Hence, the following oj code:

@interface TheClass

@property (Number) counter;

- (void) incrementCounter


would compile into:

oj.makeClass(…, function(…) {

… // Compiler generates -setCounter: and -counter here

….incrementCounter = function() {



Javascript frequently requires .bind(this) on callbacks. For example:

Counter.prototype.incrementAfterDelay = function(delay) {
    setTimeout(function() {
    }.bind(this), delay);       // Bind needed for 'this' to work

oj handles the binding for you. No additional code is needed to access ivars or self:

- (void) incrementAfterDelay:(Number)delay
    setTimeout(function() {
        [self updateDisplay];
    }, delay);


In order to support consistent property names, selectors are not encoded as strings (as in Objective-C and Objective-J). Instead, they use an object literal syntax:

@selector(foo:bar:baz:) -> { $oj_f_foo_bar_baz_: 1 }

Thus, a call such as:

[object foo:7 bar:8 baz:9]

May (depending on optimizations) be turned into:

oj.msg_send(object, { $oj_f_foo_bar_baz_: 1 }, 7, 8, 9)

Boolean/null aliases

The oj compiler adds the following keywords for Boolean/null values and replaces them to their JavaScript equivalent:

BOOL    ->  Boolean
YES     ->  true
NO      ->  false

nil     ->  null
Nil     ->  null
NULL    ->  null


var nope = NO;
var yep  = YES;
var anObject = nil;


var nope = false;
var yep  = true;
var anObject = null;

@enum and @const

oj supports C-style enumerations via the @enum keyword and constants via the @const keyword:

@enum OptionalEnumName {
    zero = 0,
    three = 3,

@const TheConstant = "Hello World";

someFunction(zero, one, two, three, four, TheConstant);

As of oj 2.x, both @enum and @const are always lifted to the global scope and inlined by the compiler. Hence, the above compiles into:

someFunction(0, 1, 2, 3, 4, "Hello World");

Inlining affects all occurrences of that identifier in all files for the current compilation. Inlined enums/consts are persisted via --output-state and --input-state.


To mimic C APIs such as CoreGraphics, oj has the ability to declare global functions and variables with @global.

@type CGPoint = { x: Number, y: Number };
@type CGSize  = { width: Number, height: Number };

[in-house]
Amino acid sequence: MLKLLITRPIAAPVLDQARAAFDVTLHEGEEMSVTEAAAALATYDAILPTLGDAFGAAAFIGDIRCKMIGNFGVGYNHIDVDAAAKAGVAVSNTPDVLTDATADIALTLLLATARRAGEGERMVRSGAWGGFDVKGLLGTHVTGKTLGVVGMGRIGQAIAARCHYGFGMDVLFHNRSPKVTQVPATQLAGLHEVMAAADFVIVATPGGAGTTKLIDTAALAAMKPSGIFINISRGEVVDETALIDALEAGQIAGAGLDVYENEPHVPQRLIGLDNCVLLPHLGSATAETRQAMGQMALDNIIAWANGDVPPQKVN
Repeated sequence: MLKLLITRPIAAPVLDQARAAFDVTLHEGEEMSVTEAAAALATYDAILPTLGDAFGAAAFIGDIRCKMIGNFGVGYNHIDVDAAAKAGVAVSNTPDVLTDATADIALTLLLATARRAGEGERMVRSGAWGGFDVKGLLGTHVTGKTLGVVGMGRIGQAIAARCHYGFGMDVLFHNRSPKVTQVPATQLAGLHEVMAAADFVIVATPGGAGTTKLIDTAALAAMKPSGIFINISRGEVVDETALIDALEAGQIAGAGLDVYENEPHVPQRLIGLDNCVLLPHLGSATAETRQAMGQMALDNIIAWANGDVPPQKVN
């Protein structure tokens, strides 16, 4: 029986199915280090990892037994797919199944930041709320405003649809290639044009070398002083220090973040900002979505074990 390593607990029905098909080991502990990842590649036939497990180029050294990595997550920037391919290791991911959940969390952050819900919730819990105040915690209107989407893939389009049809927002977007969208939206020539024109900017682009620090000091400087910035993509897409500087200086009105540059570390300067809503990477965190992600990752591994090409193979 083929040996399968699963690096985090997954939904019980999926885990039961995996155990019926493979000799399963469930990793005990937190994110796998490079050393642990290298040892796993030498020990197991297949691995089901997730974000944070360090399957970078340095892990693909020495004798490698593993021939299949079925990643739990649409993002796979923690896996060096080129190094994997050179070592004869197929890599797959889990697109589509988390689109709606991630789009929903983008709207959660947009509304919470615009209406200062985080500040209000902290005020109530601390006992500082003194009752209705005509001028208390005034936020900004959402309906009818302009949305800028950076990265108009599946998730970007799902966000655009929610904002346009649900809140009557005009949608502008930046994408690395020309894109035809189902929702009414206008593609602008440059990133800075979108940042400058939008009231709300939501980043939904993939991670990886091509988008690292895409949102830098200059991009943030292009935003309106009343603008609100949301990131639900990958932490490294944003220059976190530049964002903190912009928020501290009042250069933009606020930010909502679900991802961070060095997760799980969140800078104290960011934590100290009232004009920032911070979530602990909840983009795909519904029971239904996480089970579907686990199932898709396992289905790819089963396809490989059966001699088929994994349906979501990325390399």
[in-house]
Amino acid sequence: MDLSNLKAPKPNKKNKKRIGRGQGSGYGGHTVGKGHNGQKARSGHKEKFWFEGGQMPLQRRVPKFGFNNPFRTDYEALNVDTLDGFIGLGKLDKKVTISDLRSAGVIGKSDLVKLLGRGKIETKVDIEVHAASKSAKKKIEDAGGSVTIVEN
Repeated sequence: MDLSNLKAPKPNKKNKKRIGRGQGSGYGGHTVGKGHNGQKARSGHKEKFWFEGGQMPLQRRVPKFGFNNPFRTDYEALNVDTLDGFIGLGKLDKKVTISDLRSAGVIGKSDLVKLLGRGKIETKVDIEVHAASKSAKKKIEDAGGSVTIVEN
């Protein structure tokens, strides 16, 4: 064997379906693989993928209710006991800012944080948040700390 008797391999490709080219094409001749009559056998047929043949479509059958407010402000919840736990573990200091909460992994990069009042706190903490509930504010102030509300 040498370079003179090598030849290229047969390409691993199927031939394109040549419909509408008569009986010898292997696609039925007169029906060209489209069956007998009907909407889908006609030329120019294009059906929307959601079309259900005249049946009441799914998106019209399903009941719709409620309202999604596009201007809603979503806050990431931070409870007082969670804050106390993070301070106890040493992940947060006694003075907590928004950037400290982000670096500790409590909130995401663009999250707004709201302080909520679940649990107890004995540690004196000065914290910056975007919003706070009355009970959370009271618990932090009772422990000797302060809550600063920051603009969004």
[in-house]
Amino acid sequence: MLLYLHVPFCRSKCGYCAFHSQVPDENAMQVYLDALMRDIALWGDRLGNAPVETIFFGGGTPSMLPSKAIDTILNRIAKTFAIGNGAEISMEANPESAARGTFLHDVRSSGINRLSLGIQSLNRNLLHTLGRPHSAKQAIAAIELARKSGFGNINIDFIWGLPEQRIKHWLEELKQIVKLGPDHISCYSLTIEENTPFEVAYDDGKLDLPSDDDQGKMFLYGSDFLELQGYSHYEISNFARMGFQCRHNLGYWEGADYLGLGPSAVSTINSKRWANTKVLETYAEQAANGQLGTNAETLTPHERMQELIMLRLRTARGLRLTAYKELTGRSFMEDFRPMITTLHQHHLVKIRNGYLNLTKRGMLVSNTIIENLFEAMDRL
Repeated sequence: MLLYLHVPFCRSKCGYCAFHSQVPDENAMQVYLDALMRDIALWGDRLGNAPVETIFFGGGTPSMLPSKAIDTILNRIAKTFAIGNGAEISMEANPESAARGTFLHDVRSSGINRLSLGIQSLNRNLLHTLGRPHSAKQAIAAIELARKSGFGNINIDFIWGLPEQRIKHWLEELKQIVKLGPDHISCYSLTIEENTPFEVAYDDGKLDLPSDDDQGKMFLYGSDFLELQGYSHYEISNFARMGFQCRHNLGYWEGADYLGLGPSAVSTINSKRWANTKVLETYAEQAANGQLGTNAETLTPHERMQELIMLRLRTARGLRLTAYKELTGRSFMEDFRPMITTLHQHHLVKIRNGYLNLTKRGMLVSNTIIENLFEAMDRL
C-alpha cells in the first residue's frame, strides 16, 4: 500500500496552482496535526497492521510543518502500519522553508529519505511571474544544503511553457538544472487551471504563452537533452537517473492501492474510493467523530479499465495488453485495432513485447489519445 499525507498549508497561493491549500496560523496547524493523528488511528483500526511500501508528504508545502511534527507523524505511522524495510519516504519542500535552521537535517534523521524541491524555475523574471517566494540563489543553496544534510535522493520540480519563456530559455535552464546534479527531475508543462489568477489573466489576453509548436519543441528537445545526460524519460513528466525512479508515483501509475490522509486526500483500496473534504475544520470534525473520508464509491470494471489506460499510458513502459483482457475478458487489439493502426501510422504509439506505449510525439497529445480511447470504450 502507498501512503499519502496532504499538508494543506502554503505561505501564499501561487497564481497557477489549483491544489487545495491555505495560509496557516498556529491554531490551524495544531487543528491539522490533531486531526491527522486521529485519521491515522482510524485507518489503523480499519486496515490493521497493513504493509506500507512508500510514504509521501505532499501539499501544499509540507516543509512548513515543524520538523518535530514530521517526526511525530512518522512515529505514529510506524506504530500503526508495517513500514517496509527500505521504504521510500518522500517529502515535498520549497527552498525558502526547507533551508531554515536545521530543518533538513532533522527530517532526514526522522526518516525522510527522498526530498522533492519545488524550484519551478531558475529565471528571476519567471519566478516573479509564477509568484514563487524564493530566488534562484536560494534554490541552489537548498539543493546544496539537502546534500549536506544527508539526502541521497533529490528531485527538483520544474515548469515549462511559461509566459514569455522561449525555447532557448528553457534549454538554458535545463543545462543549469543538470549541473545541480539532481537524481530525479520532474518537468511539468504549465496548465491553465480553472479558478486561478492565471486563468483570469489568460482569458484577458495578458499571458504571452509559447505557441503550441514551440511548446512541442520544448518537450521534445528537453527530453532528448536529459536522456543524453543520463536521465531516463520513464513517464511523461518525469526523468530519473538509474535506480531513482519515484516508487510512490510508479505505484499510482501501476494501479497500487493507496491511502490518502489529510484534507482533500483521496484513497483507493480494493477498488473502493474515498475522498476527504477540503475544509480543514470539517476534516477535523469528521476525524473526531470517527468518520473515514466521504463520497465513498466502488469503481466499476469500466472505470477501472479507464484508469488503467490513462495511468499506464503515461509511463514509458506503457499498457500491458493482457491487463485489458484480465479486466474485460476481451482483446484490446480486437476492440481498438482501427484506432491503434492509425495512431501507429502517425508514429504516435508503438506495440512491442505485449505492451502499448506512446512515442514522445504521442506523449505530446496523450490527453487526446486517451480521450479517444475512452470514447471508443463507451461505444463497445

@type CGRect  = { origin: CGPoint, size: CGSize };

@global function CGRectMake(x: Number, y: Number, width: Number, height: Number): CGRect {
    return { origin: { x, y }, size: { width, height } };

@global CGRectZero: CGRect = CGRectMake(0, 0, 0, 0);
@global CGRectNull: CGRect = CGRectMake(Infinity, Infinity, 0, 0);

Which transforms into the equivalent of:

$oj_oj._g.CGRectMake = function(x, y, width, height) {
    return { origin: { x, y }, size: { width, height } };

$oj_oj._g.CGRectZero = $oj_oj._g.CGRectMake(0, 0, 0, 0);
$oj_oj._g.CGRectNull = $oj_oj._g.CGRectMake(Infinity, Infinity, 0, 0);

Unlike inlined enums and consts, globals are assigned at runtime. Hence, in the above code example, care must be given that CGRectMake() isn't used for initializing CGRectZero until after the @global function CGRectMake line. This limitation should not affect globals used from within oj methods (as the global will already be declared by that time).


Like Objective-C, oj includes support for protocols. Both @required and @optional methods may be specified:

@protocol ControllerDelegate
- (void) controller:(Controller)controller didPerformAction:(String)action;
- (BOOL) controller:(Controller)controller shouldPerformAction:(String)action;

@implementation Controller
@property id<ControllerDelegate> delegate

@implementation TheClass <ControllerDelegate, TabBarDelegate>
- (void) controller:(Controller)controller didPerformAction:(String)action { … }

Unlike Objective-C, there is no NSObject protocol. Instead, all protocols extend a built-in base protocol, which has identical methods to the built-in base class.

Protocol conformance is enforced by the typechecker.


Restores the oj global variable to its previous value.

Returns an array of all known oj Class objects.

oj.class_getSuperclass(cls) / oj.getSuperclass(cls)
Returns the superclass of the specified cls.

Returns an array of all subclasses of the specified cls.

Returns true if object is an oj instance or Class, false otherwise.

oj.sel_isEqual(aSelector, bSelector)
Returns true if two selectors are equal to each other.

oj.class_isSubclassOf(cls, superclass)
Returns true if superclass is the direct superclass of cls, false otherwise.

oj.class_respondsToSelector(cls, aSelector)
Returns true if instances of cls respond to the selector aSelector, false otherwise.

Returns the Class of object.

oj.msgSend(receiver, aSelector, ...)
If receiver is non-falsy, invokes aSelector on it.

-[BaseObject className]
Returns a human-readable string of a class or selector. Note that this is for debug purposes only! When --squeeze is passed into the compiler, the resulting class/selector names will be obfuscated/shortened.